The tornado that devastated Moore, Okla., has now officially been placed into the highest category—5 on the so-called Enhanced Fujita Scale, meaning winds in excess of 320 kilometers-per-hour. Scientific American corresponded with meteorologist Harold Brooks, a senior scientist at the National Oceanic and Atmospheric Administration's (NOAA) National Severe Storms Laboratory in Norman, Okla.
[An edited transcript of the interview follows.]
What are the key ingredients of a powerful twister like this? What conditions make it possible? Were the warning signs there for such a tornado in the previous days weather?
Low-level warm, moist air with dry, relatively cold air aloft, strong wind shear [change of the horizontal winds in the environment with altitude]. The storm prediction had been forecasting the probability of a severe thunderstorm outbreak since Wednesday, 15 May, and mentioned the possibility of strong tornadoes by Friday. On Monday morning, looking at the output of high-resolution numerical weather prediction models that can resolve individual thunderstorms, the local forecast office mentioned in an 11 A.M. online briefing that if a thunderstorm formed in the [Oklahoma City] metropolitan area that afternoon, it was likely it would become severe and produce a strong tornado rapidly.
What can be done to protect oneself against a twister of this magnitude?
Get as low as you can and put as many walls between you and the tornado as possible. Get into a well-built structure. People survive tornadoes of this magnitude all the time. It may not be pleasant and they may get injured, but doing the right thing dramatically increases your survival chances.
Is there anything that can be done to better design structures to withstand such tornadoes? Are there types of buildings that are more resistant to such winds?
Mansard roofs are better than gables. Put hurricane clips attaching roof to walls and use straps and bolts with nuts to attach the wall to the sill plate.
How is it possible that multiple tornadoes follow very similar paths, as has now happened in Moore in 1999, 2003 and 2013?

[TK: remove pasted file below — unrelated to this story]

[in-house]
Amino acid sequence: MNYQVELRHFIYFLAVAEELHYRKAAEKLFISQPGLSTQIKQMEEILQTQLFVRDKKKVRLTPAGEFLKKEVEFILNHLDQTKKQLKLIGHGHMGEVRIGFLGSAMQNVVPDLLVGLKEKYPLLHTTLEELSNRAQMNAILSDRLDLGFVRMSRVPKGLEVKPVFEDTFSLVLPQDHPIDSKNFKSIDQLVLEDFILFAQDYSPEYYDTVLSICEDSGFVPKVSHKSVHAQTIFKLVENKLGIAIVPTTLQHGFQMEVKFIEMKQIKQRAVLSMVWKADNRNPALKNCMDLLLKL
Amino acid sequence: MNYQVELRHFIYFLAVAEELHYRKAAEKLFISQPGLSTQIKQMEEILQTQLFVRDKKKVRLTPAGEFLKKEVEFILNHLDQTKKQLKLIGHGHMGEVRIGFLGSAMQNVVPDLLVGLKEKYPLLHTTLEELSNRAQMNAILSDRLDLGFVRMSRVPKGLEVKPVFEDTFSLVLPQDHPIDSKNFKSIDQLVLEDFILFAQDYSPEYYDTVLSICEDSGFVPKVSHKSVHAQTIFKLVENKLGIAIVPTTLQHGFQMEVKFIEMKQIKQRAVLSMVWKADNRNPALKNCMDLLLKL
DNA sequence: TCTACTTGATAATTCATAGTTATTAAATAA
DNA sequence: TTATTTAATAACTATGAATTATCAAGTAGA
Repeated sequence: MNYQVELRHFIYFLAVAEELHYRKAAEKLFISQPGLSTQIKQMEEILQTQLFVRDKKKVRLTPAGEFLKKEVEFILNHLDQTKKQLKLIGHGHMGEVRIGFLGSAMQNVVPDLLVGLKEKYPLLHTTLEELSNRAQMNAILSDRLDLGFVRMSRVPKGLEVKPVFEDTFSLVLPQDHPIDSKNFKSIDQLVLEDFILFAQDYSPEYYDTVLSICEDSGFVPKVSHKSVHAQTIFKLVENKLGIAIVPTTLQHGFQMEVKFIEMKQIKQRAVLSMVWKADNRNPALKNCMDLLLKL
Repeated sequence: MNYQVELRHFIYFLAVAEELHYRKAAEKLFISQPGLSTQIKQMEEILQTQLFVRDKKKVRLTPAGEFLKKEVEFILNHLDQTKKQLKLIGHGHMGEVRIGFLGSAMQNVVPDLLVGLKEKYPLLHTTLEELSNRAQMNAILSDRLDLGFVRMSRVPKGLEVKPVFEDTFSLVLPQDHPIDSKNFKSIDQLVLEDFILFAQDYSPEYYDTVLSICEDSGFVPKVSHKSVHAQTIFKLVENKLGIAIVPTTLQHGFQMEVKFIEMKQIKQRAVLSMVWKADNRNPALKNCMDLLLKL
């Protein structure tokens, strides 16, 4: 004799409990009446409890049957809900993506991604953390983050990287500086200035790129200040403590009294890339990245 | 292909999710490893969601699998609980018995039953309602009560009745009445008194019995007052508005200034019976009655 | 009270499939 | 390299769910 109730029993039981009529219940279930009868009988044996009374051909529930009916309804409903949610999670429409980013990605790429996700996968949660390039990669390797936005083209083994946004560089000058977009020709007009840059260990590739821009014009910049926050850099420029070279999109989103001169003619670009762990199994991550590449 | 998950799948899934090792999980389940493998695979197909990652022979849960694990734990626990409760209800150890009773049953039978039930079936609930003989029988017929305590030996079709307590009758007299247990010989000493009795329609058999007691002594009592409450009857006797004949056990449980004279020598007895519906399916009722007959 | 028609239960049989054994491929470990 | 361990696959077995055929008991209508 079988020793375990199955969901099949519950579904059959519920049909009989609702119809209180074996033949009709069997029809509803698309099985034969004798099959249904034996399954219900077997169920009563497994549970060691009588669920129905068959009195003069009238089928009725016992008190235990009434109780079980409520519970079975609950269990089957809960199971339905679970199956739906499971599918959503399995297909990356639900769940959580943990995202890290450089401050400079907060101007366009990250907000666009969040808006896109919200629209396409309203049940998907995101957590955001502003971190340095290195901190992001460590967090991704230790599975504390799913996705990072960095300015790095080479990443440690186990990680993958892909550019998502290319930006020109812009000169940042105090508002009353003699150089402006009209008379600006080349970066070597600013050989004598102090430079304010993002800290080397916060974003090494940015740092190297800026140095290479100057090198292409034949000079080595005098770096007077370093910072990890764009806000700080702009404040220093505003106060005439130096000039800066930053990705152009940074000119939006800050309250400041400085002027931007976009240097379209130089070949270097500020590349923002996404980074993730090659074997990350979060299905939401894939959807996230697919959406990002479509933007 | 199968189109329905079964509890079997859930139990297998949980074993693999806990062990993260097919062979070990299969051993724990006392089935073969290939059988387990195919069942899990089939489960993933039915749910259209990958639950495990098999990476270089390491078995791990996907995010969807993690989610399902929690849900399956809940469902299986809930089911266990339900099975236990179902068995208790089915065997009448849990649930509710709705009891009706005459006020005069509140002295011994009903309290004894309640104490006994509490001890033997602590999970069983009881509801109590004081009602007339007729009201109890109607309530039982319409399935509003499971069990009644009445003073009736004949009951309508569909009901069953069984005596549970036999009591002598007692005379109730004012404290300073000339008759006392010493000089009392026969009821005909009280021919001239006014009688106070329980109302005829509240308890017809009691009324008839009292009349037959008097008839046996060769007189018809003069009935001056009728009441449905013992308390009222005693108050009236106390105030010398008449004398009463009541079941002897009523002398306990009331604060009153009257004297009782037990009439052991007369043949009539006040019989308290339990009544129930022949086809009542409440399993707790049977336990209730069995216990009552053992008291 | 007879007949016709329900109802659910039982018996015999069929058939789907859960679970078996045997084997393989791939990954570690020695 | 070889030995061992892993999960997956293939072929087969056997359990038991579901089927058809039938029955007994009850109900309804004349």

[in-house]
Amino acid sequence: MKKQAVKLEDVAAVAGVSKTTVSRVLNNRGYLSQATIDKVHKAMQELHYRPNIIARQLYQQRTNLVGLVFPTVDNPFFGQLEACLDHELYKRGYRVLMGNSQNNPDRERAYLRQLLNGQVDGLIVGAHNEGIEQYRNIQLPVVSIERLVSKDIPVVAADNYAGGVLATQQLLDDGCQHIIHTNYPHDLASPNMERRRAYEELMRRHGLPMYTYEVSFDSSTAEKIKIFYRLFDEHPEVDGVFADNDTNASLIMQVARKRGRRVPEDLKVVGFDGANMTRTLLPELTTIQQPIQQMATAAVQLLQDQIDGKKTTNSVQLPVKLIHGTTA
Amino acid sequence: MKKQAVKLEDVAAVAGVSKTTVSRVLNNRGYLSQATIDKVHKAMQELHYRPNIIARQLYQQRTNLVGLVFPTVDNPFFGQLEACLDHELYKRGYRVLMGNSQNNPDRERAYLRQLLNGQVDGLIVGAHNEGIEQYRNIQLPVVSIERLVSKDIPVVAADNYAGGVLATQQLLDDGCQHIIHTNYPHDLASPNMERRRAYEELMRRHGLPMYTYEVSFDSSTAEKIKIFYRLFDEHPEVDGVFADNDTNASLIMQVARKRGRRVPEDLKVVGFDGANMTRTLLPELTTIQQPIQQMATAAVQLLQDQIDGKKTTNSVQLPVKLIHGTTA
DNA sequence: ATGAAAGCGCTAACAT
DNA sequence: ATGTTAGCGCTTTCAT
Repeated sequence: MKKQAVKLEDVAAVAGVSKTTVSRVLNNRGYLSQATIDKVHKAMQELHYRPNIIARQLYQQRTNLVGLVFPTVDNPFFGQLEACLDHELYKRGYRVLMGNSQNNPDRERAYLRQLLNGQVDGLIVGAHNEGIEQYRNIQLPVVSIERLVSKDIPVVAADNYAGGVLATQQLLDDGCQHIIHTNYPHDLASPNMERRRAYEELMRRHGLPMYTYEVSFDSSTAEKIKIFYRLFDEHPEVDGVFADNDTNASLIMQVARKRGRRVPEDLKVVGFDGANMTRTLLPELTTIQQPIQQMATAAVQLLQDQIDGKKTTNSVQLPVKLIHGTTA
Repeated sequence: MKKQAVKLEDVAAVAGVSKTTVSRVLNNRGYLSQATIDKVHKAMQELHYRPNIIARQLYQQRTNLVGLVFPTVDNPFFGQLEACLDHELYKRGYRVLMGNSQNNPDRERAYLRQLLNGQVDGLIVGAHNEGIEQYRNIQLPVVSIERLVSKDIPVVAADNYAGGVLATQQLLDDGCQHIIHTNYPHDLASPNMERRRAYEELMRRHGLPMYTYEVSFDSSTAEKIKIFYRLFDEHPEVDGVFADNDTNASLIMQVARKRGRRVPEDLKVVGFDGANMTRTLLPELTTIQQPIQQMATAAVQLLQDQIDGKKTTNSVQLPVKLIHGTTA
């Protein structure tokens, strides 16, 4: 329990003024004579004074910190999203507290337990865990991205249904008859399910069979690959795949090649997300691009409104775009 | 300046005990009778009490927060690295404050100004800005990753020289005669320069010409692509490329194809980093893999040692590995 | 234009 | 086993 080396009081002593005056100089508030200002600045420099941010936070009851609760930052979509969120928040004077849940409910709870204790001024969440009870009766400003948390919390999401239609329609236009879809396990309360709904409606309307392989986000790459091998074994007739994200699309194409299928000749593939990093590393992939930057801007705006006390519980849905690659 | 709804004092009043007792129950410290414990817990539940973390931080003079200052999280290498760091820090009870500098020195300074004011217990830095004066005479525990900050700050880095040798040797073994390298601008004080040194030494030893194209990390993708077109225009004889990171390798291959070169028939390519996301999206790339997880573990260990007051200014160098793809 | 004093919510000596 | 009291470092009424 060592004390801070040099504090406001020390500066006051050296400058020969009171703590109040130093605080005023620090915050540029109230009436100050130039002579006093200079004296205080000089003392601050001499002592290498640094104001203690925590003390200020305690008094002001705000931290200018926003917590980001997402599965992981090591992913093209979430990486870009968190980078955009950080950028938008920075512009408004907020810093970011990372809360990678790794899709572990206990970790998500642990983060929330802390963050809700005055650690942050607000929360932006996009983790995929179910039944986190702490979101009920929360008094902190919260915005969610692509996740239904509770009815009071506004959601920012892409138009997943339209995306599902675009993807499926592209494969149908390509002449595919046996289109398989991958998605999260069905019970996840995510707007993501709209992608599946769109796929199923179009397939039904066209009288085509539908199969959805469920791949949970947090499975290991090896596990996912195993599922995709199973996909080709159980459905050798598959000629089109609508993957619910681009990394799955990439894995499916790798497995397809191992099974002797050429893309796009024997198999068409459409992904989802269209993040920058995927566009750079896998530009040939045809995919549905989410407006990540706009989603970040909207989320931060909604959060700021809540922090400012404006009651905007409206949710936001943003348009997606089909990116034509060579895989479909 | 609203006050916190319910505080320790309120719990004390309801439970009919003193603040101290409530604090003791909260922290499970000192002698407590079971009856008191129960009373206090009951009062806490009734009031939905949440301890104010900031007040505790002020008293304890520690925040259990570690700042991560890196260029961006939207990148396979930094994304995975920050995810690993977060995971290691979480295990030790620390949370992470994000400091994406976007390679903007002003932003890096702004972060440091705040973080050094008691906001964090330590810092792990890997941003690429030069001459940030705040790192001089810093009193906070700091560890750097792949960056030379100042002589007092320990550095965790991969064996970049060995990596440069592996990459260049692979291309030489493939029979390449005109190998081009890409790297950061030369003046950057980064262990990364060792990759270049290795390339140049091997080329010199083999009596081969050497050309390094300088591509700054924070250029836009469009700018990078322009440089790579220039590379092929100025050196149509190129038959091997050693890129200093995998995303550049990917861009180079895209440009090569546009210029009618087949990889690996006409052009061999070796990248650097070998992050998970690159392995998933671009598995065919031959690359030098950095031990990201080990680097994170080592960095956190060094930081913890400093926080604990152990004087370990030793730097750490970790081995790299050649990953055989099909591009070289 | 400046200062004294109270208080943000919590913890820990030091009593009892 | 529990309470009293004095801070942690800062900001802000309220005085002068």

The direction is largely a function of the wind profile in the atmosphere, so most tornadoes go from southwest to northeast. Other than that the location is a matter of luck, most likely. If you threw a large number of darts at a wall, you could go up afterwards and draw a bull's-eye around a cluster. The process is essentially random, but even random processes produce clusters.
How much warning did the residents have and how did that warning go out?
The warning from the National Weather Service was five minutes before any tornado, 16 before significant damage and about 35 minutes before it got to Moore. The warning goes out on NOAA Weather Radio and through crawls on TVs and interruptions on regular radio. In addition, I assume outdoor warning sirens were sounded.
What can be done to improve such tornado prediction and forewarning?
Improve our understanding of all of the physical processes involved in tornadoes and the modeling of unresolved processes in numerical weather prediction models. From a user perspective, we need to do a better job of learning how to communicate information effectively.
What are the most dangerous misconceptions people have about tornadoes, or the common mistakes people make when faced with a potential tornado?
That you can't survive a violent tornado unless you're below ground. Also, some people probably still open windows, which is a bad idea.
Why do so many tornadoes occur in the U.S. compared with globally?
The ingredients come together more often here because of the presence of the Gulf of Mexico and the Rockies. Winds out of the south at low levels between the Rockies and Appalachians bring warm, moist air from off the Gulf. Winds out of the west aloft come over the Rockies or high desert. The best way to make an airmass dry and relatively cold is to bring it over a wide, high range of mountains. Thus, when flow is out of the south at low levels and the west aloft, the right thermodynamic profile is created, and the only missing ingredient is something to initiate the storm, such as a front or a dryline. The only place on the planet with a source of moisture equatorward of the region and with a wide, high range of mountains extended a long way from north to south off to the west is the central U.S.
What role, if any, does climate change play in exacerbating the conditions for tornado formation? How is global warming changing, if at all, the map of tornado probabilities?
None that we know. The reporting database, accounting for changes in the way we collect reports, don't show trends. As the planet warms, we expect the warm, moist air to increase and the shear to decrease. It's a function of temperature gradients, which are projected to weaken as the poles warm more than the low latitudes.
As a result, one component (thermodynamics) will become more favorable and another (wind shear to start rotation of storms) will become less favorable. It's not completely clear what the sign of the overall impact on tornadoes will be, but it's likely to be relatively small.